Cassandra shared that she draws stories from everyday life. Her play, Relativity, was inspired by a conversation she overhear a dinner party. Two history students were discussing a pamphlet they had received, which explained that if you of color, your melanin provided you with certain beneficial properties, an inherent racial supremacy of sorts. She was so intrigued that she immediately followed up with research to learn more and received a commission from the Sloan Foundation to develop the play. She even spoke with melanin scientists and worked with a geneticist, who could offer a counter argument. Also, Cassandra was able to keep a decent amount of the science in the play because the scientist presents her findings at a conference.
Anna explained that she had been commissioned by Maryland-based theatre company, Active Cultures, to write a play about three women scientists: Rachel Carson, Rosalind Franklin, and Roger Young-three women who loved science and changed the world. After the reading at the Kennedy Center’s Page-to-Stage Festival, Anna was more drawn to the story of Rosalind Franklin. As happens, I served as dramaturg on this world premiere of what would become Photograph 51. Throughout the process, Anna did as much research as possible, but wanted to present the science as clearly as possible and in a way that she understood it. This way, an audience of non-scientist would understand the world of the play as well.
Ari Roth, shared that one of the main reasons to marry science and art was to promote understanding and literacy. The human condition, which includes our health and relationship to technology is inherently dramatic and there is much to mine in way of storytelling. Among many of the playwrights, myself included, there is a deep interest and appreciation in the sciences and also a strong desire to help people understand that science is a beautiful endeavor and intimately intrinsic to our lives.
Panel 2: Real‐life Drama and the Future of Genomics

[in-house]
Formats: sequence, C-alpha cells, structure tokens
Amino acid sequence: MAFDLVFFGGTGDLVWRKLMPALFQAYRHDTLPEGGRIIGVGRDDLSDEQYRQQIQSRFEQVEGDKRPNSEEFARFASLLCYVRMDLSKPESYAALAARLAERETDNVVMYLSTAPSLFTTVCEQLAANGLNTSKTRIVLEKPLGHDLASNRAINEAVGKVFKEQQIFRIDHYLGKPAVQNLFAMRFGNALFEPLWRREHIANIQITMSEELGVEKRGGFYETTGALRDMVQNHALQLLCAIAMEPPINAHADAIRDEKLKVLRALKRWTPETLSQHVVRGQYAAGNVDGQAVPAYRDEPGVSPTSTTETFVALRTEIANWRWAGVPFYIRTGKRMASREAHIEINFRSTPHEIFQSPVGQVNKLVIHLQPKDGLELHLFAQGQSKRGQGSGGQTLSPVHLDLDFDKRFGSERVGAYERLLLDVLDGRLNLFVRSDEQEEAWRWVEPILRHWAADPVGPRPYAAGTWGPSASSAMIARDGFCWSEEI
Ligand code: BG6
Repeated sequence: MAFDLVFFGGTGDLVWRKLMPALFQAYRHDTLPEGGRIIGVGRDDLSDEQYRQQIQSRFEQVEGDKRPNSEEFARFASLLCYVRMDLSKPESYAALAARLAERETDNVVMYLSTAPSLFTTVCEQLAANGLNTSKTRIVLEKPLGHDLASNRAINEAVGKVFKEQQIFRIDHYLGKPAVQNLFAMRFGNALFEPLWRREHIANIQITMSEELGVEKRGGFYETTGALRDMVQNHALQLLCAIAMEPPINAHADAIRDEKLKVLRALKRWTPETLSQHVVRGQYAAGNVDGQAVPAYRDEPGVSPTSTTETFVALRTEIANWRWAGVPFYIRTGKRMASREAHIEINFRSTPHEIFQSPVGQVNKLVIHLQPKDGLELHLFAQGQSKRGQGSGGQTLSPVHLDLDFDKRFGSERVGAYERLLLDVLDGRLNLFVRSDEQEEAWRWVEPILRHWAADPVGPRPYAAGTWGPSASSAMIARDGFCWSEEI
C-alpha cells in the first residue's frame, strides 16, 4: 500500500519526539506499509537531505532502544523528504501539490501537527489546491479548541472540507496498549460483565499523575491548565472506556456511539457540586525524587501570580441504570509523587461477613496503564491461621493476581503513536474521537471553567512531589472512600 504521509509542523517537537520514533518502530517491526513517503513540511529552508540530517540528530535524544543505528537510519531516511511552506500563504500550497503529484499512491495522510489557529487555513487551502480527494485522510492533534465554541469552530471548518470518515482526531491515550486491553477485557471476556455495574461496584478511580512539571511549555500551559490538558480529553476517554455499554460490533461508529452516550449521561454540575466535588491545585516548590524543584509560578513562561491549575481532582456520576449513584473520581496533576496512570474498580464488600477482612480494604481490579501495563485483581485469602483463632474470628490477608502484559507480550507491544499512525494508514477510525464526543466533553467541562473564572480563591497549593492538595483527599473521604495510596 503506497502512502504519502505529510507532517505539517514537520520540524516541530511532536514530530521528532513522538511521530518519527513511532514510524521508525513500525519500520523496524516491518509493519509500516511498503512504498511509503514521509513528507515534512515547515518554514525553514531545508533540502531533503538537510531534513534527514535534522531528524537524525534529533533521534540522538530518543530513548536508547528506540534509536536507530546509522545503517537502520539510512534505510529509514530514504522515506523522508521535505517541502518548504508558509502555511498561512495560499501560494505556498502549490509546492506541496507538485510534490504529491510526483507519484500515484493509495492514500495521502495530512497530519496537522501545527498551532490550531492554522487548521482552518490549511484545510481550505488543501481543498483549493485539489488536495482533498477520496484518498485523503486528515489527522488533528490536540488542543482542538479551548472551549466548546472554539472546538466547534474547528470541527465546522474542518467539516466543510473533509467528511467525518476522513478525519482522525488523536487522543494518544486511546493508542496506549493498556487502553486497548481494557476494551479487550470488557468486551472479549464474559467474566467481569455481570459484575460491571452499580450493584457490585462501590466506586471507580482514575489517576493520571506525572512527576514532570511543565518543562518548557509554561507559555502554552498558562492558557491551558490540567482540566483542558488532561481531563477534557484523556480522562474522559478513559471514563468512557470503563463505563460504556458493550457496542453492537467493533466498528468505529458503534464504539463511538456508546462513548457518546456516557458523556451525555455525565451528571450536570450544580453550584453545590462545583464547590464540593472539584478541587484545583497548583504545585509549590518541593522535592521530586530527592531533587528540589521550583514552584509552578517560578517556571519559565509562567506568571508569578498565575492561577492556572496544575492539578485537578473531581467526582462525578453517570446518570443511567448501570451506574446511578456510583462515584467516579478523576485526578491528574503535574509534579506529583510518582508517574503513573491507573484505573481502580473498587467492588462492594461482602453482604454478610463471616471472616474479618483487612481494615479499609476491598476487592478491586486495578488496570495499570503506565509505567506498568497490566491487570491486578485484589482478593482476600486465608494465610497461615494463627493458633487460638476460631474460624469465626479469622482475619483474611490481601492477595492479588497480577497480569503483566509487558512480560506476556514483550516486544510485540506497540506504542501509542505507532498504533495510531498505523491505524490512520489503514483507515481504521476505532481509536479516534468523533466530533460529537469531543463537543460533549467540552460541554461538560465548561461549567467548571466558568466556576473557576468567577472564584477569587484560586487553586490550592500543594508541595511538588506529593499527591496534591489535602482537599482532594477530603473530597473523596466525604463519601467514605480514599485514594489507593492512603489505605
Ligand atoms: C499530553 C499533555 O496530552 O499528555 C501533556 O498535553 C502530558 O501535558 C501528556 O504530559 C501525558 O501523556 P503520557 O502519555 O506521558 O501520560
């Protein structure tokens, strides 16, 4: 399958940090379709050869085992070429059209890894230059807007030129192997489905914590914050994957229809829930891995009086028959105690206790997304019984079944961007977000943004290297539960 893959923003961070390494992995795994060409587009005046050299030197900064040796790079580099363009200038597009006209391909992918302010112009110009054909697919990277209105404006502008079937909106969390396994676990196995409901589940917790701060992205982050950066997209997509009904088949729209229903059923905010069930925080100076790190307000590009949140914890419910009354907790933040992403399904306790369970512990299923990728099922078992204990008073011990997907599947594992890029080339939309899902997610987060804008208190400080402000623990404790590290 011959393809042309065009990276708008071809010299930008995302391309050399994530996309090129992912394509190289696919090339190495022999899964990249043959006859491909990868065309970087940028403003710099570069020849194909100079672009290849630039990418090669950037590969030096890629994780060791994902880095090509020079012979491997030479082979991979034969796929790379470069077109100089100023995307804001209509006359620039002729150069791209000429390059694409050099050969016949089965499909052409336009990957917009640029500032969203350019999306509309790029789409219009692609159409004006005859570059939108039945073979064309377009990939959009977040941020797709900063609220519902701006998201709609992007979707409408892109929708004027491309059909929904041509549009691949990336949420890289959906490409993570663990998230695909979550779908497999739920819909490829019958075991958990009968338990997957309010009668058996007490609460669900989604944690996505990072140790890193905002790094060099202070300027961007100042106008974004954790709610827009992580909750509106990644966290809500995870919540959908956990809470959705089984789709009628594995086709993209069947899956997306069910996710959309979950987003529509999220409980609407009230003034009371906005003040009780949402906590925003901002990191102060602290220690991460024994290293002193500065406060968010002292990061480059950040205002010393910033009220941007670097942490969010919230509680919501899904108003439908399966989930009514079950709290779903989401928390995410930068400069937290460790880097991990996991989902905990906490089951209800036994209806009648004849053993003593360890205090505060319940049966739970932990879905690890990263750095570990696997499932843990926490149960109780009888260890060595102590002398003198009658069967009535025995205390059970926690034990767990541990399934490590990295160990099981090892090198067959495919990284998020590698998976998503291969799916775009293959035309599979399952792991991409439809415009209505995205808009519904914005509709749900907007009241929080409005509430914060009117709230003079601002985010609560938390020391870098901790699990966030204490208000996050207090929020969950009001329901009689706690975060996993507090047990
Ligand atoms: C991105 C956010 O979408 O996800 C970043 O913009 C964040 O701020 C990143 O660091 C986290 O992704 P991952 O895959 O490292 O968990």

Moderated by Lawrence Brody with panelists: James Evans, William Gahl, Sara Hull, and Philip Shaw. This panel addressed the drama involved in the clinical and research use of genomics, including discussion of case studies and emerging trends in genomics, and it was thrilling!
As the scientists shared some of their most intriguing case studies, I sat with my mouth agape. They were mindful and obliged to keep patient confidentiality, but shared enough about psychological conditions and medical circumstances for us to understand the ethical dilemmas that many scientists and clinicians face. I couldn't take notes fast enough and saw the my theatre colleagues were deeply affected as well.
Selfishly, I decided to take art in this workshop because my new play, Among These Wild Things, addresses science, religion, and art. The lead character, Jesse Lee, is agnostic and a geneticist, whose research is centered on identity, race and genetic variation. She’s married to Nigel, an art historian, who recommits to his Jewish faith after the loss of his grandfather. Once he does, their marriage is put to the test. I knew this workshop would help me understand Jesse's world better and I'm thrilled to announce that I'll working with Vence Bonham to learn even more.
Now, as I said, I took notes furiously. I was listening for situations that might resonate with my character. Here's what stood out most to me:
Discussion: Fostering a Dialogue between the Arts and Sciences
Moderated by Vence Bonham, this open discussion considered ways to encourage the greater interaction between the arts and sciences and the use of theatrical arts as a means of promoting public discourse related to scientific.